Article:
1970s >> 1978 >> no-892-december-1978

Political Notebook: Chinese Takeaway

Last month’s Notebook looked at the current goings on in the big two and a half political parties. This month we turn our attention to what are commonly referred to as ‘the extremists’, a euphemism for those organisations which pursue the same sterile policies as Lib-Lab-Con, but haven’t got many members.

Chinese Takeaway
Bad news for a few hundred million Chinese peasants. That famous book of everyday slogans for work, rest and sleep,  Quotations From The Thoughts of Chairman Mao Tse-Tung. is no longer to be treated like the bible. The Chinese leadership — and the Maoists in the West — have decided that the time has come to end the deification of Mao. So, after a quarter of a century in which Chinese workers and peasants have been taught to learn the words of the great book parrot-fashion, it seems that all has changed. Indeed, Maoist bookshops in London seem to have stopped displaying the little red book, the Chinese Embassy has stopped giving away free copies and even the tramp who used to sell them at Speakers’ Corner for thirty pence a copy has been given the push. It can be predicted that by 2001 — the year by which Mao says China will have become ‘a powerful socialist country’ (p.179) — the little red book will be as scarce as the collected works of Stalin in Russia today. Mao’s book contains the following passage:

    . . . US imperialism has made itself the enemy of the people of the world and has increasingly isolated itself. Those who refuse to be enslaved will never be cowed by the atom bombs and hydrogen bombs in the hands of the US imperialists. The raging tide of the people of the world against the US aggressors is irresistable. (p.78. written in 1964).

We wonder whether the book’s withdrawal could possibly have anything to do with the fact that China is now a diplomatic ally of the USA against Russia, is itself an imperialist power and has recently placed a multi-million pound order for Harrier jump-jets with the British Government.

A Front for What?
Mr. John Tyndall, like most of his good and sturdy fellow National Front leaders, is a man with convictions. In the case of Tyndall, these have sometimes been for breaking the law. It is interesting to read, in the NF paper. Spearhead, No. 18. just what Tyndall’s idea of ‘restoring law and order’ involves:

    Driving out of Carnaby Street I beheld walking about a species of humanity that 1 thought only existed in the wilder forms of horror fiction and I resolved there and then that if I ever revisited this neighbourhood in the future it would not be at the wheel of a car but at the tiller of a chieftain tank, preferably with a flame thrower apparatus attached as an extra, and a large refuse van bringing up the rear.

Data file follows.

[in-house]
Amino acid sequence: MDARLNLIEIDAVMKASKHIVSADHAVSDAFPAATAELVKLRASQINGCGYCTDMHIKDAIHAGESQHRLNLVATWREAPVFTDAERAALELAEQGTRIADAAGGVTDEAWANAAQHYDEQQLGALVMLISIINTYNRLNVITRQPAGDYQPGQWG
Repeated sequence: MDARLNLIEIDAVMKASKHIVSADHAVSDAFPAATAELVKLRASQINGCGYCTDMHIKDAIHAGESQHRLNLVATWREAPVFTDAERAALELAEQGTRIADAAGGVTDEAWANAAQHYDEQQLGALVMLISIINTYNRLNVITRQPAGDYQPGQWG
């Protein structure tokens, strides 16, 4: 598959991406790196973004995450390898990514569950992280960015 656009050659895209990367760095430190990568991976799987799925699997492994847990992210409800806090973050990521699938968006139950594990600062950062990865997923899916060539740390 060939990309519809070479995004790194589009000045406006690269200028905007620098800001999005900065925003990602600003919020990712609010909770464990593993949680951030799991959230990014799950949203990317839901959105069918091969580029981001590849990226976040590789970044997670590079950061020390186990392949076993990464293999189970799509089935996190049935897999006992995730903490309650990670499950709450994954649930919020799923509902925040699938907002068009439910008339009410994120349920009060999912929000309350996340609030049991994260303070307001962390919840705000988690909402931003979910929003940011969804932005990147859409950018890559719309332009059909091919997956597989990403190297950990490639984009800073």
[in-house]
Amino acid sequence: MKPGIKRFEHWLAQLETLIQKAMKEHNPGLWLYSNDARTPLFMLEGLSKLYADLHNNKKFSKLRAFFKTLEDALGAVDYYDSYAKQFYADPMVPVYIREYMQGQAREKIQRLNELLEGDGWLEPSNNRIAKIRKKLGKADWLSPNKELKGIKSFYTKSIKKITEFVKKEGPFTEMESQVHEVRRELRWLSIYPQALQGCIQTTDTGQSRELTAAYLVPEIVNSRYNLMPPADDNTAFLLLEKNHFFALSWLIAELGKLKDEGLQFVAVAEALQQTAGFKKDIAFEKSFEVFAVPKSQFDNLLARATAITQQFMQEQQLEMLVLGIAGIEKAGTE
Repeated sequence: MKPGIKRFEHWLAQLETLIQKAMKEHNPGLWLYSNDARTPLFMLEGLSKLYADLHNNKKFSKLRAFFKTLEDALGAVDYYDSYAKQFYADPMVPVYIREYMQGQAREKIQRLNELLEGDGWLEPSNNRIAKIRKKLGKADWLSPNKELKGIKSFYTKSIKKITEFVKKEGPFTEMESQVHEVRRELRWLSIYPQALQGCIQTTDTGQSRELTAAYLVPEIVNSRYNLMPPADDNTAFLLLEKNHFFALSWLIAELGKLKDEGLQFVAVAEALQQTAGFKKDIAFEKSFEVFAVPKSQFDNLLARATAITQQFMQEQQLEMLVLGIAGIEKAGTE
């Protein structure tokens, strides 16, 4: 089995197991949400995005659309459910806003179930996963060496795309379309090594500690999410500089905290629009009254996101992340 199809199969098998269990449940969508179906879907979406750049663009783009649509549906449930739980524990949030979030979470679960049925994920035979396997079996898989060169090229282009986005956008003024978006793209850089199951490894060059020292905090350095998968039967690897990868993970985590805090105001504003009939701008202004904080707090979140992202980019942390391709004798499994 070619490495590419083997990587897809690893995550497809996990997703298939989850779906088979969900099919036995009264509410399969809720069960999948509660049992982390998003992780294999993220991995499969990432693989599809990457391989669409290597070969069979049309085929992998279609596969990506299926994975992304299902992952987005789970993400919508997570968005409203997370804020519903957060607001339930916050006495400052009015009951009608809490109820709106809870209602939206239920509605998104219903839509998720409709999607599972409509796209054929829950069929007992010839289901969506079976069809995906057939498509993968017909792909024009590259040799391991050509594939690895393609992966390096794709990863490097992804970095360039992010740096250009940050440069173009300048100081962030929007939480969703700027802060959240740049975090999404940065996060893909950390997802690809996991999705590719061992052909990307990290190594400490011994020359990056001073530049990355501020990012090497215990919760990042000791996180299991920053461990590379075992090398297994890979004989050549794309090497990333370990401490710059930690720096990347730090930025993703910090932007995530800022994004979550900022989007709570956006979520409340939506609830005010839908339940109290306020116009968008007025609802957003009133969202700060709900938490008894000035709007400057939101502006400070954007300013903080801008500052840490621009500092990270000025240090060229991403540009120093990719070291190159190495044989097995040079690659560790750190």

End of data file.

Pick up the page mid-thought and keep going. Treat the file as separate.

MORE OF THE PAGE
Are we honestly supposed to treat the National Front as a serious political party?

Vanessa’s Revolution
Down at the High Court, Ms. Vanessa Redgrave (actress) and Mr. David Astor (former editor of The Observer) argued about whether the Trotskyist Workers’ Revolutionary Party is a ‘nasty, despicable, ludicrous and silly’ party (as Mr. John Wilmers QC. appearing for Ms Redgrave neatly put it), or not. The case concerned an article entitled “Vanessa and the Red House Mystery”, published by The Observer in 1975. The article described events involving an actress. Irene Gorst, which are alleged to have taken place at the WRP’s ‘education school’ in the Derbyshire Peak District. Ms Gorst claimed that she was forcibly detained at ‘the school’, subjected to political indoctrination and told of stores of hidden arms in the basement of ‘the Red House’.
Clearly, it was not for us, but for the Defenders of British Justice, to determine whether Ms Gorst’s story was a complete fabrication or whether, as we’ve always believed, the WRP comprises a crowd of crazy fantasists, waiting to re-enact the events of Petrograd 1917 in the streets of Derby. Whether or not it’s true that they’ve got a few rifles hidden in the closet, the plain fact is that the entire Leninist concept of revolution. based upon enlightened leaders and armed uprising, is doomed to failure in the capitalism of 1978. So that’s why you’re ‘nasty, despicable, ludicrous and silly’, Vanessa. And you can’t sue us for libel for writing that.

Star Wars
The Communist Party also went to Court last month to try and stop the new soft porn daily from calling itself the Daily Star in case readers mix it up with the Morning Star. If readers ever began to confuse what’s written in the Socialist Standard with the nonsense in the London Evening Standard, we’d politely tell our editorial committee that it’s time they gave up the job.

Steve Coleman